In a first for Victoria, a new partnership between Deakin University and The Gordon will create guaranteed pathways for students from diplomas into degrees.
The Deakin-Gordon Pathways Partnership will allow students from across the Geelong region and beyond greater access to quality higher education than ever before, providing them with the qualifications they need to forge rewarding careers.
The Victorian Minister for Higher Education and Skills, Nick Wakeling MP, officially launched the Pathways Partnership with Deakin Vice-Chancellor Professor Jane den Hollander and The Gordon CEO Lisa Line at a special event at the Waterfront campus.
"The Pathways Partnership is part of Deakin's commitment to make quality tertiary education more accessible for all students in their own communities," Professor den Hollander said.
"It is our aim to provide seamless pathways from school through TAFE and on to university, and this partnership will help build the jobs of the future in the Geelong region."
The Deakin-Gordon Pathways Partnership will initially cover disciplines including Engineering, Accounting, Nursing and Early Childhood Education. The list of pathways is expected to grow.
Professor den Hollander said the Partnership was the first of its kind for Victoria and was especially symbolic as it strengthened a relationship between the two local education providers, which began when Deakin was created in Geelong 40 years ago.
"Since we began in 1974 as Australia's first regional university, we have worked closely with The Gordon to widen access to higher education, ensuring students have access to the right pathway for them to develop good careers and make a difference to their own communities," she said.
"We know people tend to stay and work where they study, so it is imperative that we provide good pathways to a career here in the Geelong region.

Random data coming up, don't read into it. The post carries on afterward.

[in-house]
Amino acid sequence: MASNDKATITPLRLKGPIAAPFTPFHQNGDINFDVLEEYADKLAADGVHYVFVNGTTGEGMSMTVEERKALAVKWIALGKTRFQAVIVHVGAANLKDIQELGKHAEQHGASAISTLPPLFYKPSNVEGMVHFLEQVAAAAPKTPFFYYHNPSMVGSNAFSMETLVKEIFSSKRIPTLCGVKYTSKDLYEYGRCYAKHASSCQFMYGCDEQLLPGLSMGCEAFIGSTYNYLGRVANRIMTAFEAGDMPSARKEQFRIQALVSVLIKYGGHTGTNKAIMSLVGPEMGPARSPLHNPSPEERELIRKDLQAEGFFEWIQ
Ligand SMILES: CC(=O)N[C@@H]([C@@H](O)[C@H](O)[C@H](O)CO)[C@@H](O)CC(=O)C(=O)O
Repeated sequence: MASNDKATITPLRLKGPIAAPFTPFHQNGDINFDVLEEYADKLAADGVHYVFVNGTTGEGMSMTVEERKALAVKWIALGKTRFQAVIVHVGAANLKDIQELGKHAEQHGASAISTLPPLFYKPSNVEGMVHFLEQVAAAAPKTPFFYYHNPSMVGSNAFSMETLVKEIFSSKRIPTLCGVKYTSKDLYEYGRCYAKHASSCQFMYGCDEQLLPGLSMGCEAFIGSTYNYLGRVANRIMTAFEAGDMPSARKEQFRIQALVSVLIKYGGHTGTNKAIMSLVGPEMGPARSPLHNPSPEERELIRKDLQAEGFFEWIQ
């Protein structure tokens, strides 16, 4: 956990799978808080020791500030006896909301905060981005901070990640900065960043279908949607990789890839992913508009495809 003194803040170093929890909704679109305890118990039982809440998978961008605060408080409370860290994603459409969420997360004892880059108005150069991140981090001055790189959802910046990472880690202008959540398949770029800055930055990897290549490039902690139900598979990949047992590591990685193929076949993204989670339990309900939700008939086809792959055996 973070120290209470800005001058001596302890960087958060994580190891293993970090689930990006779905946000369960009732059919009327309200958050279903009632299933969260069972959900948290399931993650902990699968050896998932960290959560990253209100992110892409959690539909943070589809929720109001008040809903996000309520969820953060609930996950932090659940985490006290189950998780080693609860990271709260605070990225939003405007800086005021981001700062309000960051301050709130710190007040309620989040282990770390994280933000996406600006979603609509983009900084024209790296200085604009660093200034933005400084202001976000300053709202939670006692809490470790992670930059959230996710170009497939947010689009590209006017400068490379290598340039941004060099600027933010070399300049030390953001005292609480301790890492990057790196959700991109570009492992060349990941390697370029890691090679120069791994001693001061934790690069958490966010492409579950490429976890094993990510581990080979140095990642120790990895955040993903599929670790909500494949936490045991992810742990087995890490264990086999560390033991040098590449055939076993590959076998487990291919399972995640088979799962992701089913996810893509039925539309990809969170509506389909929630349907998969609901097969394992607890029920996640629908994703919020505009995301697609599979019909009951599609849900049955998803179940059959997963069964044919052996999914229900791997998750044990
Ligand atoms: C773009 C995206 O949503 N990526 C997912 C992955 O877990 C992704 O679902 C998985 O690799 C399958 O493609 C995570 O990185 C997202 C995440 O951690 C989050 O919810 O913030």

"We remain jointly passionate and committed to doing that and with three times as many regional Australians undertaking TAFE programs compared to their metropolitan counterparts, this Pathways Partnership is essential to the region's future."
Professor den Hollander said the Pathways Partnership would also benefit those who wanted a mix of vocational and higher education, along with school-leavers who were not ready for university studies, and needed a supportive transition from school to tertiary education via TAFE studies.
"If a student achieves the specified level of academic performance in their course at The Gordon, they can count on progressing to enrolment in the matched Deakin degree course and that gives these students an exciting future to work towards," she said.
CEO of The Gordon, Lisa Line, said students who graduate from the Pathways Partnership would be equipped with the dynamic combination of quality Vocational Education and Training (VET) and higher education studies, likely to improve their employability.
"Access to education is a significant driver of regional economic development and improving the pathways between school, VET, and higher education played a core role in redressing disadvantage and meeting industry needs into the future," Ms Line said.
"This region is forecast to be a major contributor to Victoria's growth over the next 30 years. We recognise that vocational education and training aligned with community needs is essential to support sustainable growth.
"The Gordon is the largest provider of TAFE qualifications in the Barwon region and now our students have an iron-clad guarantee of placement at Deakin University on completion of their course.
"My vision is that every single student participating in the Deakin-Gordon Pathways Program will be able to undertake all of their study here, where they live.
"We are excited that the new level of our partnership will allow students to stay close to home, among their friends, families and communities while they achieve a world-class education and secure their future careers."
The new program is the second major partnership between Deakin and The Gordon this year, after opening the Werribee Learning Centre in May, and follows collaboration in programs such as Skilling the Bay and the Northern Bay Guarantee.
The Pathways Partnership will also give students Credit for Prior Learning, shortening the length of their degree studies.
Also under development through the partnership is a scholarships pathway with links to industry, along with work integrated learning options and vacation employment connections, giving students the opportunity to earn while they learn.